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On the air

Retired flight attendant brings Maui to the mainland, one bottle at a time


by: TIMES PHOTO: JONATHAN HOUSE - Novel entrepreneur John Farmer shows off three of the products he's launched into the marketplace since the 1990s, including Pure Hawaiian Air, Tonya (Harding) Hot Sauce and Jail Blazer Jam.If you knew you could separate thousands of folks from their hard-earned money by selling air, you’d give it a shot, right?

Beaverton resident John Farmer is living, grinning proof it can be done. But if you want to peddle scented air in a bottle, make sure it doesn’t evoke Maui in the Hawaiian Islands. He’s got that particular breeze covered.

Farmer’s “Pure Hawaiian Air — Paradise Preserved,” takes customers on an olfactory-based virtual tour via tiny, scented beads rattling in the bottom of a 12-ounce-sized blue plastic bottle. For $6 a pop, customers can get seemingly unlimited whiffs of the plumaria flower, a common ingredient in the flowered Hawaiian leis that circle the necks and chests of island tourists.

By selling case quantities of the bottled aroma to travel agents, gift shops and other tourist-oriented businesses, the retired Continental Airlines flight attendant sells — some through bulk discounts — around 10,000 bottles a month.

“People spend 25, 30 bucks on a lei, and (the flowers) are dead by the time they get back to Chicago,” he says. “So I thought, let’s put the scent in a bottle and sell it. It’s paradise preserved.”

Farmer cut his novelty product entrepreneur teeth in the 1990s, while still working for Continental. Trading on the notoriety of disgraced Olympic figure skater Tonya Harding and the formerly scandal-prone Portland Trail Blazers lineup, Farmer marketed “Tonya Hot Sauce” and “Jail Blazer Jam” to considerable acclaim during the Clinton years.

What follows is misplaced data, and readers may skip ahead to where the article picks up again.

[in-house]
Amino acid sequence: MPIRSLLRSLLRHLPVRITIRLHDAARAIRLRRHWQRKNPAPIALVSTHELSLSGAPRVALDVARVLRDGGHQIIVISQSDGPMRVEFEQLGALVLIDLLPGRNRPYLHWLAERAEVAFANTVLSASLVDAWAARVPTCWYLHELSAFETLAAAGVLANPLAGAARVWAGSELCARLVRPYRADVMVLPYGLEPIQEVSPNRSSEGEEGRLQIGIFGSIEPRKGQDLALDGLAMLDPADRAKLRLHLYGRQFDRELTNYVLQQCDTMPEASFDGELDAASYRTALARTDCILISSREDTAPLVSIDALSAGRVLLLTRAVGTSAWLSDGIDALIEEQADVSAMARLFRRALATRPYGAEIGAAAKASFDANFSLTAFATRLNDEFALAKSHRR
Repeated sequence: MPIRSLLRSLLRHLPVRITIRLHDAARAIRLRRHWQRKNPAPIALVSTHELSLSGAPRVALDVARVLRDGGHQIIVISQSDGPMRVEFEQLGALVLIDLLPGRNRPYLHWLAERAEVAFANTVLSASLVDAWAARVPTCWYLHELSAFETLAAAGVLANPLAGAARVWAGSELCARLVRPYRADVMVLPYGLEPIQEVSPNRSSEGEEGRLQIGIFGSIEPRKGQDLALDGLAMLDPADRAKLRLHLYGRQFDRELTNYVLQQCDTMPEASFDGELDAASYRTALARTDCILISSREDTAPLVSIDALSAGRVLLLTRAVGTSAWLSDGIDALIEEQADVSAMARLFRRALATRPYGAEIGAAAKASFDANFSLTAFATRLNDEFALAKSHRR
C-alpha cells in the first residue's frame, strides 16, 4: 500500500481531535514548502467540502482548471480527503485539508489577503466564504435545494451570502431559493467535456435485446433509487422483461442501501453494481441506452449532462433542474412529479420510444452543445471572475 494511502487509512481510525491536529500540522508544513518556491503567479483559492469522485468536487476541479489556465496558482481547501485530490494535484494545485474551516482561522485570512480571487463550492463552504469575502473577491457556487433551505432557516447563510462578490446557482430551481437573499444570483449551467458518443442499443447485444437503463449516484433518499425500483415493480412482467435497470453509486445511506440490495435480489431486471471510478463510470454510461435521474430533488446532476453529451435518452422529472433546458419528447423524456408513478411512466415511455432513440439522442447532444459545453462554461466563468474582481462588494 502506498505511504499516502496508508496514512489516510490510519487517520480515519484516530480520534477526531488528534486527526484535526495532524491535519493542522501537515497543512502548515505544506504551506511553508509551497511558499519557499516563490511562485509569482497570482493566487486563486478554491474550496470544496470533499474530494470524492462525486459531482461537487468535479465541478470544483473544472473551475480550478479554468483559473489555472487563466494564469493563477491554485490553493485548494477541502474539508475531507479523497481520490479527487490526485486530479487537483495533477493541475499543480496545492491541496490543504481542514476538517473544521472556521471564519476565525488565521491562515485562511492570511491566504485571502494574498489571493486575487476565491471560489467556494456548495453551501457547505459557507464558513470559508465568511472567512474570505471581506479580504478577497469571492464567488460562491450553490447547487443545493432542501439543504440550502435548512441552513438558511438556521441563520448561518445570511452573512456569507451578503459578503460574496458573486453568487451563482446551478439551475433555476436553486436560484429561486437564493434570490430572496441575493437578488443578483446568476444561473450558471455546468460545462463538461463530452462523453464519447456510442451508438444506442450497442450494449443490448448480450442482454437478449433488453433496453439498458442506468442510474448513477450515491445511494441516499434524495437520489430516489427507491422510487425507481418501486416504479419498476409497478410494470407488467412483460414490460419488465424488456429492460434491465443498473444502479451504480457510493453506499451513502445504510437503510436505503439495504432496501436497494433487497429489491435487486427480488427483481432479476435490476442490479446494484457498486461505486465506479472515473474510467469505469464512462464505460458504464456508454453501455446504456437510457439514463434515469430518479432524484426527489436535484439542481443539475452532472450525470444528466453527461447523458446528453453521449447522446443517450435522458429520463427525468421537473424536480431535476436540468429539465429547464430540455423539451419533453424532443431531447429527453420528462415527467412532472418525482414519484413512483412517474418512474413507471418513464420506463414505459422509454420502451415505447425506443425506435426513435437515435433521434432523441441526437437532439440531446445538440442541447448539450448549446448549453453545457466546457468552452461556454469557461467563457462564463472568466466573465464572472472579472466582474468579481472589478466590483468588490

“I used to read the papers and think, ‘What kind of money can I make off these screw-ups,” he says with a chuckle.

Eventually, he heard from Harding’s attorneys about the sauce, whose bottle featured cartoons of a disheveled Tonya in an unkempt yard outside an Airstream-like trailer.

“Tonya sued me,” he recalls. “They issued a cease-and-desist order. Or, if I wanted to share profits, they wanted 15 to 20 percent. Does that not sound like Tonya? I said, ‘No, I’m pulling it off the market.’”

With Pure Hawaiian Air, Farmer chose to focus on something much closer to his heart — the scents and feeling of Maui, his favorite travel destination. Relaxing on the beach with his wife, Terry, while reading “Chicken Soup from the Soul of Hawa’i,” Farmer was inspired by TV marketing mogul Al Masini’s way of thinking.

“He said he wished he could bottle air like Evian does water” and send it home with people.

Terry wasn’t sold on the idea, but upon Farmer’s retirement after 31 years with Continental — prompted by the Sept. 11, 2001, terrorist attacks — he went for it anyway.

Working with a chemist to develop pleasing scents, Farmer set up shop online at purehawaiianair.com and marketed to gift stores in Maui. Within two months, he’d sold more than 2,000 bottles.

The 67-year-old has trafficked in “Heaven In a Bottle,” one of the slogans on the Pure Hawaiian Air container, ever since.

“It’s just a fun job,” he says, likening his idea to the 1970s phenomenon in which people purchased shapely stone “pets” nested in a small cardboard box. “Like the Pet Rock, it’s crazy, but I thought it just might work.”

The bottled scent, he concedes, is really intended to whet a traveler’s appetite for a return trip to Hawaii.

“There’s something about the trade winds and sunshine that makes the air so invigorating and health-producing,” he says, crediting his airline career with showing him the Pacific island chain, and the world at large. “My wife says I’ve never worked a day in my life. I got to travel the world, fly everywhere and serve drinks and meals. It was great.”

Farmer, who turned down an opportunity to battle for business funding on ABC-TV’s “Shark Tank” reality show, comes up with new product ideas all the time. Acting on them, however, is another matter.

“I wake up in the morning and have a new idea. But my wife says, ‘No, those days are over,’” he admits. “To start an idea takes a lot of money. It wasn’t cheap.”

That said, Farmer proves there’s no better way to treat an idea than to put it into action.

“A lot of people have great ideas. They just don’t go for it. They’re scared of the unknown,” he says. “But if you really believe in something, just give it a shot. Just don’t tell your wife about it.”